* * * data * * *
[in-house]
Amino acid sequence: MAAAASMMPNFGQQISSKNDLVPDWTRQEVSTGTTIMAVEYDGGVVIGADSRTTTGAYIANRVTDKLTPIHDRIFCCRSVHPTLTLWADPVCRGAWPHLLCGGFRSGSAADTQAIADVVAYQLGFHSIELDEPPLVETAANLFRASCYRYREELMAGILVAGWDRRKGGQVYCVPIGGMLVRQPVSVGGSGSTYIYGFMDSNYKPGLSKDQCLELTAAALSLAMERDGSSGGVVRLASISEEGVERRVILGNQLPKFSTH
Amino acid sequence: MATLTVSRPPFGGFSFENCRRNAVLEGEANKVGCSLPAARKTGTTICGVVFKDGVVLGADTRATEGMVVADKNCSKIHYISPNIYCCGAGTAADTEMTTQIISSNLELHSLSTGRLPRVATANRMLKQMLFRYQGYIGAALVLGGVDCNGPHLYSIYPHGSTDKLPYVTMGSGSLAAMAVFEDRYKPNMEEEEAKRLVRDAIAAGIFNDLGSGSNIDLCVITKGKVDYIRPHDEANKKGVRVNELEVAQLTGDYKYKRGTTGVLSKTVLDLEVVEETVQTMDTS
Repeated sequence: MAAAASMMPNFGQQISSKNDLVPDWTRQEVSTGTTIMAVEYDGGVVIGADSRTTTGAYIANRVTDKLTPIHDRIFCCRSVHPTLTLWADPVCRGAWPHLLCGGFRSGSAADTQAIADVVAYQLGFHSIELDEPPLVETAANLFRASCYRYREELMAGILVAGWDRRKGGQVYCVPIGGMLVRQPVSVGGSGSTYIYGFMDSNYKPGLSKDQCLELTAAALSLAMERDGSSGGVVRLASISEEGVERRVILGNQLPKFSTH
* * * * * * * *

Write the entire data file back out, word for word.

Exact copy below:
[in-house]
Amino acid sequence: MAAAASMMPNFGQQISSKNDLVPDWTRQEVSTGTTIMAVEYDGGVVIGADSRTTTGAYIANRVTDKLTPIHDRIFCCRSVHPTLTLWADPVCRGAWPHLLCGGFRSGSAADTQAIADVVAYQLGFHSIELDEPPLVETAANLFRASCYRYREELMAGILVAGWDRRKGGQVYCVPIGGMLVRQPVSVGGSGSTYIYGFMDSNYKPGLSKDQCLELTAAALSLAMERDGSSGGVVRLASISEEGVERRVILGNQLPKFSTH
Amino acid sequence: MATLTVSRPPFGGFSFENCRRNAVLEGEANKVGCSLPAARKTGTTICGVVFKDGVVLGADTRATEGMVVADKNCSKIHYISPNIYCCGAGTAADTEMTTQIISSNLELHSLSTGRLPRVATANRMLKQMLFRYQGYIGAALVLGGVDCNGPHLYSIYPHGSTDKLPYVTMGSGSLAAMAVFEDRYKPNMEEEEAKRLVRDAIAAGIFNDLGSGSNIDLCVITKGKVDYIRPHDEANKKGVRVNELEVAQLTGDYKYKRGTTGVLSKTVLDLEVVEETVQTMDTS
Repeated sequence: MAAAASMMPNFGQQISSKNDLVPDWTRQEVSTGTTIMAVEYDGGVVIGADSRTTTGAYIANRVTDKLTPIHDRIFCCRSVHPTLTLWADPVCRGAWPHLLCGGFRSGSAADTQAIADVVAYQLGFHSIELDEPPLVETAANLFRASCYRYREELMAGILVAGWDRRKGGQVYCVPIGGMLVRQPVSVGGSGSTYIYGFMDSNYKPGLSKDQCLELTAAALSLAMERDGSSGGVVRLASISEEGVERRVILGNQLPKFSTH